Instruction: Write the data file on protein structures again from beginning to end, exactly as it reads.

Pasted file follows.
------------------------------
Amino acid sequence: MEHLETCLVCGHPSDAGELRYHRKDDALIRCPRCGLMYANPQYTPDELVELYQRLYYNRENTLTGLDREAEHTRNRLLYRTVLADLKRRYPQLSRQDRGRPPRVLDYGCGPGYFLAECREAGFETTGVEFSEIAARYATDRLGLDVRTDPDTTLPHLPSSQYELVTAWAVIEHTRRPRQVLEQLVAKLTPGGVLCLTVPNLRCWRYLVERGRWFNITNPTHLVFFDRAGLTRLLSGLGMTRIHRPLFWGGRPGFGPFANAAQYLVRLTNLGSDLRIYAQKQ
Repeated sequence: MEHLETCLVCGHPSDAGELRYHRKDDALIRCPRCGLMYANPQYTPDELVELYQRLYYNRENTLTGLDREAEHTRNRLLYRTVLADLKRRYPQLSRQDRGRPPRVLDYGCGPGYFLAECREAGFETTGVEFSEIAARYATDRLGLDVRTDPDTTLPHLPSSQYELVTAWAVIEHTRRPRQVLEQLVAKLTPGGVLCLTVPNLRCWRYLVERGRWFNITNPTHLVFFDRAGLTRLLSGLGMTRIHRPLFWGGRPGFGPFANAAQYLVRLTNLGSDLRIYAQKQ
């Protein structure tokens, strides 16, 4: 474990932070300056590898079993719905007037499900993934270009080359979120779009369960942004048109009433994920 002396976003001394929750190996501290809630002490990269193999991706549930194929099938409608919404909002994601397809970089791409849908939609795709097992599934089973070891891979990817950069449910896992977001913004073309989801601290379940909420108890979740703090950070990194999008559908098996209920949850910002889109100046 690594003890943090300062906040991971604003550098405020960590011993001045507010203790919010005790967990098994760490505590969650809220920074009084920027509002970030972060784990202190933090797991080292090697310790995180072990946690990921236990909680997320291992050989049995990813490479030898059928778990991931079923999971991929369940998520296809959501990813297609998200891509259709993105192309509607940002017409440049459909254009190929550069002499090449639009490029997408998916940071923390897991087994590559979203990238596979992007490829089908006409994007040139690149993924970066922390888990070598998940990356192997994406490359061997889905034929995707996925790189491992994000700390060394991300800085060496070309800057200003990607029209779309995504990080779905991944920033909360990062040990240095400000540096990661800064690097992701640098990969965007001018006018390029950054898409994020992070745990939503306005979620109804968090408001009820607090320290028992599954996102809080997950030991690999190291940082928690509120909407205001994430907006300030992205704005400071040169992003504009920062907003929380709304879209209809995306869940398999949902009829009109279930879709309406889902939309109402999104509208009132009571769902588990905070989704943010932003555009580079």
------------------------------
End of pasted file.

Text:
Amino acid sequence: MEHLETCLVCGHPSDAGELRYHRKDDALIRCPRCGLMYANPQYTPDELVELYQRLYYNRENTLTGLDREAEHTRNRLLYRTVLADLKRRYPQLSRQDRGRPPRVLDYGCGPGYFLAECREAGFETTGVEFSEIAARYATDRLGLDVRTDPDTTLPHLPSSQYELVTAWAVIEHTRRPRQVLEQLVAKLTPGGVLCLTVPNLRCWRYLVERGRWFNITNPTHLVFFDRAGLTRLLSGLGMTRIHRPLFWGGRPGFGPFANAAQYLVRLTNLGSDLRIYAQKQ
Repeated sequence: MEHLETCLVCGHPSDAGELRYHRKDDALIRCPRCGLMYANPQYTPDELVELYQRLYYNRENTLTGLDREAEHTRNRLLYRTVLADLKRRYPQLSRQDRGRPPRVLDYGCGPGYFLAECREAGFETTGVEFSEIAARYATDRLGLDVRTDPDTTLPHLPSSQYELVTAWAVIEHTRRPRQVLEQLVAKLTPGGVLCLTVPNLRCWRYLVERGRWFNITNPTHLVFFDRAGLTRLLSGLGMTRIHRPLFWGGRPGFGPFANAAQYLVRLTNLGSDLRIYAQKQ
């Protein structure tokens, strides 16, 4: 474990932070300056590898079993719905007037499900993934270009080359979120779009369960942004048109009433994920 002396976003001394929750190996501290809630002490990269193999991706549930194929099938409608919404909002994601397809970089791409849908939609795709097992599934089973070891891979990817950069449910896992977001913004073309989801601290379940909420108890979740703090950070990194999008559908098996209920949850910002889109100046 690594003890943090300062906040991971604003550098405020960590011993001045507010203790919010005790967990098994760490505590969650809220920074009084920027509002970030972060784990202190933090797991080292090697310790995180072990946690990921236990909680997320291992050989049995990813490479030898059928778990991931079923999971991929369940998520296809959501990813297609998200891509259709993105192309509607940002017409440049459909254009190929550069002499090449639009490029997408998916940071923390897991087994590559979203990238596979992007490829089908006409994007040139690149993924970066922390888990070598998940990356192997994406490359061997889905034929995707996925790189491992994000700390060394991300800085060496070309800057200003990607029209779309995504990080779905991944920033909360990062040990240095400000540096990661800064690097992701640098990969965007001018006018390029950054898409994020992070745990939503306005979620109804968090408001009820607090320290028992599954996102809080997950030991690999190291940082928690509120909407205001994430907006300030992205704005400071040169992003504009920062907003929380709304879209209809995306869940398999949902009829009109279930879709309406889902939309109402999104509208009132009571769902588990905070989704943010932003555009580079």